Want a daily digest of the top Charlotte news?

Get a daily digest of the most important stories affecting your hometown with Axios Charlotte

Please enter a valid email.

Please enter a valid email.

Subscription failed
Thank you for subscribing!

Sign up for Axios NW Arkansas

Stay up-to-date on the most important and interesting stories affecting NW Arkansas, authored by local reporters

Please enter a valid email.

Please enter a valid email.

Subscription failed
Thank you for subscribing!

Please enter a valid email.

Please enter a valid email.

Subscription failed
Thank you for subscribing!

Illustration: Rebecca Zisser/Axios

Michael Cohen implicated President Trump yesterday in the practicalities of violating campaign finance law — but that doesn’t necessarily mean the president will face any legal ramifications.

The big picture: Cohen admitted to breaking the law and said he did it at Trump’s direction. But making that connection stick may require more evidence than what's been publicly released so far, even setting aside the fact that the Justice Department's internal policy is not to indict a sitting president.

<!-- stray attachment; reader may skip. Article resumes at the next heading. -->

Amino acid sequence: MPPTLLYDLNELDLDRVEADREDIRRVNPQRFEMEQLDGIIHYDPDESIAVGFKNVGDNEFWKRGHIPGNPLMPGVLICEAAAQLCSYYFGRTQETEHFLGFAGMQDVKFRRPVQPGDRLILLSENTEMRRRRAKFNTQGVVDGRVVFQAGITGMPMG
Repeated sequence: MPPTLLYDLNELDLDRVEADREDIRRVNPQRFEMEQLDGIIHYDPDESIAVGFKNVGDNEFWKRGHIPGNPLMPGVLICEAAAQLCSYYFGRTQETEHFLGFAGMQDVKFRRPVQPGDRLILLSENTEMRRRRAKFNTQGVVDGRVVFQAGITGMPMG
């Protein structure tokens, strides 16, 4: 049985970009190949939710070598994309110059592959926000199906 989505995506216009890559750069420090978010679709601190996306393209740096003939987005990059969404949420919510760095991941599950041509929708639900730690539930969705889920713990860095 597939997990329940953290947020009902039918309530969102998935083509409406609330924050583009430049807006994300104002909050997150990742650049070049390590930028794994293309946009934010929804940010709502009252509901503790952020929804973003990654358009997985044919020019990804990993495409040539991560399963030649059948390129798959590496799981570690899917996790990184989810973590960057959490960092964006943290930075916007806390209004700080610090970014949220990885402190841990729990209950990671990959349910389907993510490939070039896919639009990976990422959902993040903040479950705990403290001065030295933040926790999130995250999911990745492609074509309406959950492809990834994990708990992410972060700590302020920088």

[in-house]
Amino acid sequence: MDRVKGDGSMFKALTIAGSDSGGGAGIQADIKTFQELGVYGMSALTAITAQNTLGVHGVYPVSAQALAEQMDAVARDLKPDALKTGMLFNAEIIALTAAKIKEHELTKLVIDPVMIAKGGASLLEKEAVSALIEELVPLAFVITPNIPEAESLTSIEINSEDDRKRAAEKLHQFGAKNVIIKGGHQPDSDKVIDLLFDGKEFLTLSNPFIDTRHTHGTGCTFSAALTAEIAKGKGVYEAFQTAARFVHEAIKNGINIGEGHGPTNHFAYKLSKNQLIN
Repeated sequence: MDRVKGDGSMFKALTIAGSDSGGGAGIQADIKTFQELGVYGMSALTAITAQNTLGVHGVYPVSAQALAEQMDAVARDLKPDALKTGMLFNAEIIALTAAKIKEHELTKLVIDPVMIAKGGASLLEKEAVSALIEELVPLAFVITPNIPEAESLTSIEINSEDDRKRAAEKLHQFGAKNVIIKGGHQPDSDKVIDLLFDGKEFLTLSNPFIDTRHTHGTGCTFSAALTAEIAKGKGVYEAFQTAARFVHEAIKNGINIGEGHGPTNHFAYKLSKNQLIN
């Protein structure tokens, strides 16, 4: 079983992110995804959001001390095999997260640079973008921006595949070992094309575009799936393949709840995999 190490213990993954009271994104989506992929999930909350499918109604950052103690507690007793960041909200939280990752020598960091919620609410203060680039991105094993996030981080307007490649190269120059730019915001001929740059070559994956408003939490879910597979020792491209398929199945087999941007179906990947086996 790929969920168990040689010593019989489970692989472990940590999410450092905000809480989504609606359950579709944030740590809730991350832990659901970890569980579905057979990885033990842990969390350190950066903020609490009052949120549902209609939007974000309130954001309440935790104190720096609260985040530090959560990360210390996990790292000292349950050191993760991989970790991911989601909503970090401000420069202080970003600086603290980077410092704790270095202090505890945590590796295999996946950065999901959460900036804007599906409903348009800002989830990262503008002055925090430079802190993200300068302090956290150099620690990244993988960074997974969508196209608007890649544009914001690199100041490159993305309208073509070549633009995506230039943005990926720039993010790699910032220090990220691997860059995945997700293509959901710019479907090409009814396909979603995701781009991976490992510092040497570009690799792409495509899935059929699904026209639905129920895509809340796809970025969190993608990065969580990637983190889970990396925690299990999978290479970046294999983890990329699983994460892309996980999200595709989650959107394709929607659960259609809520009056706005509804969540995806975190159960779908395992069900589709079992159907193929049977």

The details: Cohen pleaded guilty yesterday to two specific charges:

  • 1) Making an excessive campaign contribution (his own $130,000 payment to Stormy Daniels).
  • 2) “Willfully causing” an illegal campaign contribution (arranging for the National Enquirer’s parent company to “catch and kill” Karen McDougal’s story about her alleged affair with Trump).
  • Although Trump wasn’t directly named, Cohen said he had acted “at the direction of” a presidential candidate. That candidate is Trump.

Campaign finance prosecutions are rare, and these are not the most common charges even within that context, said Rick Hasen, an election law specialist at the University of California, Irvine. But charges like these are not unprecedented.

The big question: Did Trump intend to break the law — and can prosecutors prove it?

  • “The big unanswered question is, what do they have besides Cohen’s word?” Hasen said.
  • Supporting evidence like text messages or (additional) audio recordings could help establish that Trump was looking after his political interests, rather than just his personal life.

The closest parallel is probably former Democratic presidential candidate John Edwards, who was prosecuted unsuccessfully in 2012 for allegedly using campaign money to cover up an extramarital affair and secret child.

  • One big difference, as former White House counsel Bob Bauer notes at Lawfare: The donors who contributed to Edwards were either dead or too old to testify. Cohen, on the other hand, is very much alive and able to appear in court.